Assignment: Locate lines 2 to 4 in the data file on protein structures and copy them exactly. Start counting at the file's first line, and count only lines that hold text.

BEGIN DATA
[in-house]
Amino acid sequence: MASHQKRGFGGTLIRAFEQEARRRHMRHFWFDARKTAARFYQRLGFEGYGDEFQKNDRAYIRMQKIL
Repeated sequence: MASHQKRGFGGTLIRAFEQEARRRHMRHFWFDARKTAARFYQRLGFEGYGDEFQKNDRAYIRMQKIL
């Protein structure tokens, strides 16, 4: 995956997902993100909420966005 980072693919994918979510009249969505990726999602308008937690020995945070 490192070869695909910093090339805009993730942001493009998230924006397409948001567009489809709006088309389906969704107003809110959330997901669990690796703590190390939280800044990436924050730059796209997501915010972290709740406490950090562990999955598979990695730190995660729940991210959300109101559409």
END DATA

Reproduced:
Amino acid sequence: MASHQKRGFGGTLIRAFEQEARRRHMRHFWFDARKTAARFYQRLGFEGYGDEFQKNDRAYIRMQKIL
Repeated sequence: MASHQKRGFGGTLIRAFEQEARRRHMRHFWFDARKTAARFYQRLGFEGYGDEFQKNDRAYIRMQKIL
């Protein structure tokens, strides 16, 4: 995956997902993100909420966005 980072693919994918979510009249969505990726999602308008937690020995945070 490192070869695909910093090339805009993730942001493009998230924006397409948001567009489809709006088309389906969704107003809110959330997901669990690796703590190390939280800044990436924050730059796209997501915010972290709740406490950090562990999955598979990695730190995660729940991210959300109101559409």